It is one of the few remaining and explicitly condoned social pressures in the United States. Its familiar icon, the “I Voted” sticker, has been transformed, by an overwhelming sense of negative judgement, from a quaint little symbol of quiet patriotic pride to a passive-agressive instrument for identifying those who dare to refuse to cave to peer expectation.
It isn’t just about sensitivity and shaming, though. The overzealous and inescapable insistence that every individual must vote is misguided, and it actively works against the best outcomes for the country by any measure.
The idea that everyone should vote on every issue, on every race, and/or in every election cycle is predicated on a number of false assumptions that most of us are too busy patting our own backs and criticising others to ever take the time to question.
“If you want to improve the system by promoting something, promote causes and people you believe to be beneficial; don’t force feed the voting process itself.”
THE “MORE IS BETTER” FALLACY
For the pupose of this discussion, we should recognize that the intent is to discuss those votes in which the results will be measured by percentage rather than by gross number. If your initiative needs x gross number of votes to pass, then obviously general participation numbers matter. In the case of the more familiar style in which percentages determine outcome, however, achieving the greatest general number of voters should not be the primary concern.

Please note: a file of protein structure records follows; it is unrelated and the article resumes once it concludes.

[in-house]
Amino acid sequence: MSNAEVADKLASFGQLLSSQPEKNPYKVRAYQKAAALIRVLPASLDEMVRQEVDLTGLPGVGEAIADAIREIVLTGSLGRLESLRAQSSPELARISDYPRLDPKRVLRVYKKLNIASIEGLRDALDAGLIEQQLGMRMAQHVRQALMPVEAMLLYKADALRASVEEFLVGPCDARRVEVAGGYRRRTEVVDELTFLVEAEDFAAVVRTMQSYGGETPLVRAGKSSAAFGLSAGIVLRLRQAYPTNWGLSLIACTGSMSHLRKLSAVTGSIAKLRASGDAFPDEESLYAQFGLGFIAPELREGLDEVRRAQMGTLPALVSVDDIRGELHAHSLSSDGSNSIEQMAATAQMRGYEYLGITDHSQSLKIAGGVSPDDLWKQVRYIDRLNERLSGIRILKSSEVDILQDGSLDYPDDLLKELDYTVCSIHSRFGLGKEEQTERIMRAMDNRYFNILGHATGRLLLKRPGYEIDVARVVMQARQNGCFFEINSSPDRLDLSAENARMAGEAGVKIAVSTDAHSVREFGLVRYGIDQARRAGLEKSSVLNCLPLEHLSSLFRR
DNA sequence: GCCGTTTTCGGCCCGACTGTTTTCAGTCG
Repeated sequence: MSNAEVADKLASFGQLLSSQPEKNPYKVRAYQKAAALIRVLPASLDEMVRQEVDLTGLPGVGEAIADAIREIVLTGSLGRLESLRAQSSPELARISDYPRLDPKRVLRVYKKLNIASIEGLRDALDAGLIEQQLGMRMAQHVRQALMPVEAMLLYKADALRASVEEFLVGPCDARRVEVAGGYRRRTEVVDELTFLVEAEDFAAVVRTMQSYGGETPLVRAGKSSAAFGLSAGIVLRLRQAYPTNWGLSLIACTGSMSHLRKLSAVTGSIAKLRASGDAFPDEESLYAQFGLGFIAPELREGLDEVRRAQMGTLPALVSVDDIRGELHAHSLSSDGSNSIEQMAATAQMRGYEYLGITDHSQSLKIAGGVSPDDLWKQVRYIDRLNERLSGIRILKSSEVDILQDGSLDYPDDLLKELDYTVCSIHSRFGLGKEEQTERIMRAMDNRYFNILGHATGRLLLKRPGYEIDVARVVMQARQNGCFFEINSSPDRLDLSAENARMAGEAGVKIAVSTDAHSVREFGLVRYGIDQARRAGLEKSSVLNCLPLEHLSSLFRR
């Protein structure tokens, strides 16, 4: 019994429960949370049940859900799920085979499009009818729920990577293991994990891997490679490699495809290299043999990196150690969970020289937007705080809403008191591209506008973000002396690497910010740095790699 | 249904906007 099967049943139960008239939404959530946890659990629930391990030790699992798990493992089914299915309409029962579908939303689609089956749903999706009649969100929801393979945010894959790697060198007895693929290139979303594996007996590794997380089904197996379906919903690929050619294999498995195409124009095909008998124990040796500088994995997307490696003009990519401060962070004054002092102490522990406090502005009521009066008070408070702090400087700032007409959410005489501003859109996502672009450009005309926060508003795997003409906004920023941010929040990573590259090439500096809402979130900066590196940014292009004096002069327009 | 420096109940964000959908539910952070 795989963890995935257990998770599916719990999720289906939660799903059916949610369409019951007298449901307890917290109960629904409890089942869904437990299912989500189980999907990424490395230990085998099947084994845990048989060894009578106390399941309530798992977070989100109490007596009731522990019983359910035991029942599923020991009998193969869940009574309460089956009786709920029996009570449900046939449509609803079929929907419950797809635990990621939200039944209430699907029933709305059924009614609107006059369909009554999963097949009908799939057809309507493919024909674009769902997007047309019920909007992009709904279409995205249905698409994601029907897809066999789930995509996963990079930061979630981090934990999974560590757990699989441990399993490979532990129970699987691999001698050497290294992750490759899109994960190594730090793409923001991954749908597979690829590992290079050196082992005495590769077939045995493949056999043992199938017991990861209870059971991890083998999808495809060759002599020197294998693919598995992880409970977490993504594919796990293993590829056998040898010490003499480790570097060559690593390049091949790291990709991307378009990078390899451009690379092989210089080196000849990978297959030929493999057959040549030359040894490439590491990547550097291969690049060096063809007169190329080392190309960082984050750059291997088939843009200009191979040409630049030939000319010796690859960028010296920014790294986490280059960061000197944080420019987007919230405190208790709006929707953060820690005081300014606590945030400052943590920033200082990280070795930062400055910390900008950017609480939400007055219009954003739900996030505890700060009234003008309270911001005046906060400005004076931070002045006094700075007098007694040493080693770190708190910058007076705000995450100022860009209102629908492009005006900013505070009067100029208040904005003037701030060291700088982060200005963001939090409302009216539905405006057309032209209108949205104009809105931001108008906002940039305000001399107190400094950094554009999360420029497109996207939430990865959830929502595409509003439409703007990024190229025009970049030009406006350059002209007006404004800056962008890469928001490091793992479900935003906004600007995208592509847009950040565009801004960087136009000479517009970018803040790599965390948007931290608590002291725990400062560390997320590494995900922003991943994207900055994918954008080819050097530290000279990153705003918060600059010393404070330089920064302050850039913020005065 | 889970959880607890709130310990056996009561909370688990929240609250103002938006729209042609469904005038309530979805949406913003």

Often, two opposing sides of a vote will each present greater general voter turnout as working in favor of their individual and conflicting positions. This is simply a persuasion technique and cannot possibly be true for both sides simultaneously. A greater number of general voters must either not move the percentage needle at all, or it must actively work against one side. Additionally, too intently promoting greater general voting turnout fails to take into account individual differences in information, impact, investment, and attitude.